Onnx Easily Exchange Deep Learning Models

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ONNX: Easily Exchange Deep Learning Models

A practical walkthrough on ONNX (Open Neural Network Exchange Format) and its potential applications

Introduction

ONNX (Open Neural Network Exchange Format) is a format designed to represent any type of Machine Learning and Deep Learning model.

Some example of supported frameworks are: PyTorch, TensorFlow, Keras, SAS, Matlab, and many more. In this way, ONNX can make easier to convert models from one framework to another. Additionally, using ONNX.js we can then easily deploy online any model which has been saved in an ONNX format.

In Figure 1, is available a simple example of a Variational Autoencoder PyTorch model deployed online using ONNX.js in order to make inference on demand. A complete working example of this deployed model is available at this link on my personal website.

Figure 1: Online VAE using ONNX.jsFigure 1: Online VAE using ONNX.js

The main goal of ONNX is to bring together all the different AI frameworks and make as easy as possible to make them communicate with each other in order to build better models which can be supported on any type of platform or hardware.

Converting a model to ONNX

Converting a model in the ONNX format a relatively easy. All we have to do is, make sure our trained model is in evaluation mode and create a simple dummy input of the same shape our model would expect.

A simple example in PyTorch is available below. In this simple example, we instantiate a Variational Autoencoder model, load its pre-trained weights, put it in evaluation mode and create an example input. Using these parameters, we can then create our ONNX file.

import torch

pre_trained = VAE(encoder, decoder)
pre_trained.load_state_dict(torch.load('trained.pt'))
pre_trained.eval()

ex_input = torch.zeros(1, 28, 28)

torch.onnx.export(pre_trained, ex_input, "onnx_model.onnx")

Our ONNX file will then be constituted by a graph representation of our model which can be used in order to convert our model to other types of frameworks (by recreating the instructions in the graph) or to use our trained model to make inference online. One current limitation of ONNX is that not all operations (eg. custom loss functions, specific neural network layers, etc…) are supported for all frameworks. A list of all the supported operators for PyTorch is available at this link.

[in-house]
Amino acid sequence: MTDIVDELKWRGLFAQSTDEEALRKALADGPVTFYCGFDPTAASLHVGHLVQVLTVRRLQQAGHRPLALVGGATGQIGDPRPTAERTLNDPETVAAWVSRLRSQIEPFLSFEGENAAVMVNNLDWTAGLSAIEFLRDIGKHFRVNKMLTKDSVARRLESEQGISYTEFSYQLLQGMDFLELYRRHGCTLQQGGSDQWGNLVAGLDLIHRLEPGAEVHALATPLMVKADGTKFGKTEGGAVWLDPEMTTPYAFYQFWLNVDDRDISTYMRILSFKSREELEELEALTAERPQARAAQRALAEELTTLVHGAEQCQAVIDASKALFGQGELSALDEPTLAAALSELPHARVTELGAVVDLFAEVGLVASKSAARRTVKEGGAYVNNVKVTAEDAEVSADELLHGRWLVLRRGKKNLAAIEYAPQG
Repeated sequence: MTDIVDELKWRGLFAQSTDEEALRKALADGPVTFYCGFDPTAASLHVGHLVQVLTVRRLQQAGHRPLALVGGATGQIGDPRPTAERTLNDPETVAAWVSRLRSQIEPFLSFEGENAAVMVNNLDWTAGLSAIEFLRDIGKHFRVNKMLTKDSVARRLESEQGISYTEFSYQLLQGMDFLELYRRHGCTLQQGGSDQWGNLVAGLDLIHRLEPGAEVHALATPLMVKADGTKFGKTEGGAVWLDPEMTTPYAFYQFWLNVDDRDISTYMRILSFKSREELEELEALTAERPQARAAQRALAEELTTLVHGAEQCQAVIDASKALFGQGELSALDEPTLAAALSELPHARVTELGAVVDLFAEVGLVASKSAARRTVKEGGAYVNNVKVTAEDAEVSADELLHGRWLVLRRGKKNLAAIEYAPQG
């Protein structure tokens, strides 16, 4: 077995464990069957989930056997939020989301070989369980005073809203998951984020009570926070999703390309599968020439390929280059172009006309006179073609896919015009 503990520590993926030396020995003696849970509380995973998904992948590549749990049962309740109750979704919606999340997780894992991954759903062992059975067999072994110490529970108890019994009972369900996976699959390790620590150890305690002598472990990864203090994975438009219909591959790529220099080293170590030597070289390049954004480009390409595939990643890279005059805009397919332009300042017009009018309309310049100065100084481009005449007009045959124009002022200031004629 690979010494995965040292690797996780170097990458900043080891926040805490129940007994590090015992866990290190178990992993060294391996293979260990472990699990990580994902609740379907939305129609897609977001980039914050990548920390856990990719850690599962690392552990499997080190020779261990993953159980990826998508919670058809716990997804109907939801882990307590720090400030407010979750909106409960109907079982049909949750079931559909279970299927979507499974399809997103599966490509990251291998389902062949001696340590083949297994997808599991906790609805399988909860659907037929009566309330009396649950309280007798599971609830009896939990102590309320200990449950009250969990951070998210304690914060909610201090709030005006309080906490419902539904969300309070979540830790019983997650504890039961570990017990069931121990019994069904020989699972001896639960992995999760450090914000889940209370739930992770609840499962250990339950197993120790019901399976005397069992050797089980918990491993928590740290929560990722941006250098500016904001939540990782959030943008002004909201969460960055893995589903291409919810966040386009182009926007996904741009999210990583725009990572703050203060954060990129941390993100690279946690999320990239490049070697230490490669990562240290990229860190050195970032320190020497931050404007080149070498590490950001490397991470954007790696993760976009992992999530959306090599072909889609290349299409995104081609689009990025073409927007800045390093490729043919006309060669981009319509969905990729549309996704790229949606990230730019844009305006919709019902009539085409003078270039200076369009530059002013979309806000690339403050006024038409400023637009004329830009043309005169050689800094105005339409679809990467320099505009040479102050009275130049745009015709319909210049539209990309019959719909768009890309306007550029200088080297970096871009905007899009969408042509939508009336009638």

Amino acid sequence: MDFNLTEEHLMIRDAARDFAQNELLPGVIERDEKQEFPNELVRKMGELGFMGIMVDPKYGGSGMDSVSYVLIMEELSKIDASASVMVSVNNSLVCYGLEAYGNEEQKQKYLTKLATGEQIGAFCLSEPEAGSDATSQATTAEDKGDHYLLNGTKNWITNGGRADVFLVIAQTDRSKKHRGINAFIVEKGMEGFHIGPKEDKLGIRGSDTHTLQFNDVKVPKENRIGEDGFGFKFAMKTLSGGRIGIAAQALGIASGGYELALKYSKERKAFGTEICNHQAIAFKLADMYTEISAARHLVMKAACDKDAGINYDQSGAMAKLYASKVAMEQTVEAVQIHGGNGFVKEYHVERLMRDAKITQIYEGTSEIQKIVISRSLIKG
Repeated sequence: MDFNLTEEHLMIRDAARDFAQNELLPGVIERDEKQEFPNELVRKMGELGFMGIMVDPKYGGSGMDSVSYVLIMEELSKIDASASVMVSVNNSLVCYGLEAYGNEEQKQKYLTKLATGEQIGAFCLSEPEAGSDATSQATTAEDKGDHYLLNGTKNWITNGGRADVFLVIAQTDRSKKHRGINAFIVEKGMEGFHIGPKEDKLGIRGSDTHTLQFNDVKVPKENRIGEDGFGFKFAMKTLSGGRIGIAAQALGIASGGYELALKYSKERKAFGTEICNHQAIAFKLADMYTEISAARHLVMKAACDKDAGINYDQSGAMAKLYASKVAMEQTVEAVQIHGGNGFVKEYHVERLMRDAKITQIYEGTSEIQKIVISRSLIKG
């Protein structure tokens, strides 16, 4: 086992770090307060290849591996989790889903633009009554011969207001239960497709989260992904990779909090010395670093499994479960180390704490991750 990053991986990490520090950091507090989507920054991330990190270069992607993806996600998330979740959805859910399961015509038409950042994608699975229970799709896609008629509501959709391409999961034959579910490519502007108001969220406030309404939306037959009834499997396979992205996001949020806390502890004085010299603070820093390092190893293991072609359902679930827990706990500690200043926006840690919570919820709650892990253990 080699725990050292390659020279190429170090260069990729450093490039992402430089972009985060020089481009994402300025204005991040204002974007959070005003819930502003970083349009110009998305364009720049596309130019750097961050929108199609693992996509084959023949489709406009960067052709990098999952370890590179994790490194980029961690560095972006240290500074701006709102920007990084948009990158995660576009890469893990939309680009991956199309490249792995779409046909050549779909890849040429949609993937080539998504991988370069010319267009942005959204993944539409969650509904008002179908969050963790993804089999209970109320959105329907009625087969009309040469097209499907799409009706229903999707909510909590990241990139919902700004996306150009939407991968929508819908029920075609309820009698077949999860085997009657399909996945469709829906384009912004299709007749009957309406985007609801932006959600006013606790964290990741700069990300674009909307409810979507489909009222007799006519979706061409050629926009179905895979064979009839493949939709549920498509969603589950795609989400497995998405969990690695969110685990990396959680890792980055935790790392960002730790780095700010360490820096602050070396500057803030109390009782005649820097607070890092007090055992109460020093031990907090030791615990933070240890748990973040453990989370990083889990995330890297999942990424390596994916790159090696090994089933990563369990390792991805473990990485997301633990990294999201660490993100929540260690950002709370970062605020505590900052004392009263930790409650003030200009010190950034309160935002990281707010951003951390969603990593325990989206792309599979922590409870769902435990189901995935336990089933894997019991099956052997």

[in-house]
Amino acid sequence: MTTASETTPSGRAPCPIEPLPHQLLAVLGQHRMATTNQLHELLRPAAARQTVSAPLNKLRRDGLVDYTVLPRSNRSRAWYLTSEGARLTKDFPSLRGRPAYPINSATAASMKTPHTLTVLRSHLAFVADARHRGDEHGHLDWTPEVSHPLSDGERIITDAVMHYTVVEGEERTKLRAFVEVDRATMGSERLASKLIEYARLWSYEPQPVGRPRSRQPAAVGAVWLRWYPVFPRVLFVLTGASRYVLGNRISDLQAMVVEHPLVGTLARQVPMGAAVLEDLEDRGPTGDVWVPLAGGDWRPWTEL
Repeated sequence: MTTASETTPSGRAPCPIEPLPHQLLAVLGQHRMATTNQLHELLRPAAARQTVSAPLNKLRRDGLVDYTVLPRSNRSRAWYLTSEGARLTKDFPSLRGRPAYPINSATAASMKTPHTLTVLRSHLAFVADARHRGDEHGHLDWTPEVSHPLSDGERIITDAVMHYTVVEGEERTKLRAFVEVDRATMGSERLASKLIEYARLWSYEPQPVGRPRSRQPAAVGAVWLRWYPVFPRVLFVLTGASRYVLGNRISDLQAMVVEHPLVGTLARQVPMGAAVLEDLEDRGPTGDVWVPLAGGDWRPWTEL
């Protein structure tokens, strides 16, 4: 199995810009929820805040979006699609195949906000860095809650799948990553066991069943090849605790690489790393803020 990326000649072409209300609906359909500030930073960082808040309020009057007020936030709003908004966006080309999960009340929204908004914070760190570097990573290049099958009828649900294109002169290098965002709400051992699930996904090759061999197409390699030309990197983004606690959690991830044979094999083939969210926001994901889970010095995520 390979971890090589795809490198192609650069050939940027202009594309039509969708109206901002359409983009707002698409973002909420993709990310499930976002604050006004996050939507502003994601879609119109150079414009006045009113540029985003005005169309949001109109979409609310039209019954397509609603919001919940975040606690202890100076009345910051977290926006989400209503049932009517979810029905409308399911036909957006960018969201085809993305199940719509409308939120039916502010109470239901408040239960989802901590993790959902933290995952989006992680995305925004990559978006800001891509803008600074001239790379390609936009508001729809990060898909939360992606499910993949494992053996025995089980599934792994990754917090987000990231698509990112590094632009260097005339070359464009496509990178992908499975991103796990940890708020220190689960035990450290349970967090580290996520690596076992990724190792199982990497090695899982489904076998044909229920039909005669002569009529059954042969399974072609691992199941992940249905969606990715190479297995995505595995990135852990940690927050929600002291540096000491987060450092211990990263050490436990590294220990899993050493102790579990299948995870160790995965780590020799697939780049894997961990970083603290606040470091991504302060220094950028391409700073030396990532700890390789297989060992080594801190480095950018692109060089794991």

During the development of the ONNX library, different operation sets versions (opset_version) have been developed. Therefore, by specifying our favourite opset_version as argument of the export function we can decide which set of operations we want to have available by default.

Deploying a model using ONNX.js

Some of the benefits of having a model online are:

  • We reduce latency because the data doesn’t have to be sent back and forth from the server.

  • Not sending data to a server also increase privacy since user data is not accessed remotely.

  • Websites can be set up with just static files, making scalability, not an issue.

There are different techniques which can be used in order to deploy models online such as Tensorflow.js and ONNX.js. One of the main advantages of using Tensorflow.js is that it makes possible to train models online (using ONNX.js this is instead not an available option). On the other hand, ONNX.js is more efficient and therefore faster than Tensorflow.js in order to do inference online.

A simple template which can be used to get started with ONNX.js, is shown below. In this case, is assumed the existence of a function called getInputs() able to automatically create input data for our model.

<html>
  <head> </head>
  <body>
    <!-- Loading ONNX.js library -->
    <script src="https://cdn.jsdelivr.net/npm/onnxjs/dist/onnx.min.js">
    </script>
    <script>
      // Creating a session
      const sess = new onnx.InferenceSession();
      // Loading the created ONNX file
      sess.loadModel("onnx_model.onnx").then(() => {
      // Getting an imput for our model from an example function
      const input_data = getInputs();
      // Feeding the input to our model and fetching the output
      sess.run(input_data).then((output) => {
      // Storing and displaying the output prediction
      const outputTensor = output.values().next().value;
      console.log(`Model prediction: ${outputTensor.data}.`);
        });
      });
    </script>
  </body>
</html>

Starting from this example template, using standard Javascript functionalities, complex applications can then be developed.

If you are looking for a full example of creating a model, converting it to ONNX and then deploying it online is available in this my Github repository. Additionally, a collection of example models deployed using ONNX.js is available on the official ONNX.js website at this link.

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